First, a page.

As a precursor to the Chevrolet Spark, Chevrolet unveiled three very differently styled city car concepts at the 2007 New York motor show – the Trax, the Beat and the Groove concepts –and opened an internet vote to the public to pick the one that should become its next city car. The Beat was the clear winner and that’s what has become, of a fashion, the Spark. It’s a busily styled car but fairly loyal, in this case right down to the signature colour, to the concept itself. 

Compromises to the design have been brought about principally by the productionising of the lights (the final car’s are much bigger), by frontal impact legislation (the nose is far more rounded) and by the addition of rear doors. All of which leave the production car with a far less aggressive, sporting stance.

Chevrolet says it didn’t want the Spark to look cute and cuddly, hoping the large grille and badge will give the Spark a more confident look. We're not sure it works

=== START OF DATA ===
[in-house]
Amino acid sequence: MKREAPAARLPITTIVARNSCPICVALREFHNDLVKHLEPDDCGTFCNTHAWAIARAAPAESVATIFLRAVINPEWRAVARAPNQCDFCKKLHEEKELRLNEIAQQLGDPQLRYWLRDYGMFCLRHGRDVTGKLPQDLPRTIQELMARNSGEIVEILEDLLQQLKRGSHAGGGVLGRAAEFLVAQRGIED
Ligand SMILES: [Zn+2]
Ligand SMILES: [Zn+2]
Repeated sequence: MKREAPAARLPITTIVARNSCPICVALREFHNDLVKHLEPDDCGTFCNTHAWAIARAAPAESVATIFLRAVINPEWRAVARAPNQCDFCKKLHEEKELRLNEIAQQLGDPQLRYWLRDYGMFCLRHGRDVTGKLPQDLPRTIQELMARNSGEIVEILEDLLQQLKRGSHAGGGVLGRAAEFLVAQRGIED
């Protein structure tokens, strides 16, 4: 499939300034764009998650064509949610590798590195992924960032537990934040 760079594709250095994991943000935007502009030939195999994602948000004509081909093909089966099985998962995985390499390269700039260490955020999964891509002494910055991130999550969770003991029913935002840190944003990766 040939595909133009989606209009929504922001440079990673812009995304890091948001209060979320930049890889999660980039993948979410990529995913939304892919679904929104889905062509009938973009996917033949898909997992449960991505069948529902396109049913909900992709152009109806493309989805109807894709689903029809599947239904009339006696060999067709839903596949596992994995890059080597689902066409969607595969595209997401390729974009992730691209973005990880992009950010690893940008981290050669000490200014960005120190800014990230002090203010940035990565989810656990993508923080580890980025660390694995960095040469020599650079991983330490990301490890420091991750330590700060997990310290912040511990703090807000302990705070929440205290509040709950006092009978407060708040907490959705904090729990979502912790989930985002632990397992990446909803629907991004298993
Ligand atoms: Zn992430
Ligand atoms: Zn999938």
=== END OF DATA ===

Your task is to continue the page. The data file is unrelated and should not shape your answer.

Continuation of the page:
Stretching from the front bumper all the way back to the base of the A-pillars, the massive front light clusters must be, proportional to the overall length of the car, the largest of any car on sale. 

Chevrolet says it didn’t want the Spark to look cute and cuddly, instead hoping that the large grille and oversized badge will give the Spark a more confident look. Curious ridges in the bonnet above the headlamps look a little like eyebrows; they make the Spark look distinctive (and slightly angry) in your rear-view mirror.

The integrated exhaust in the rear bumper is a neat feature. But like many such systems, this is a styling conceit; the actual exhaust (which is much smaller) can be seen within. 

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Chevrolet say that by integrating the rear door handles into the C-pillars, it has achieved the sporty looks of a three-door with the convenience of a five-door. We are not so sure that anyone will be convinced.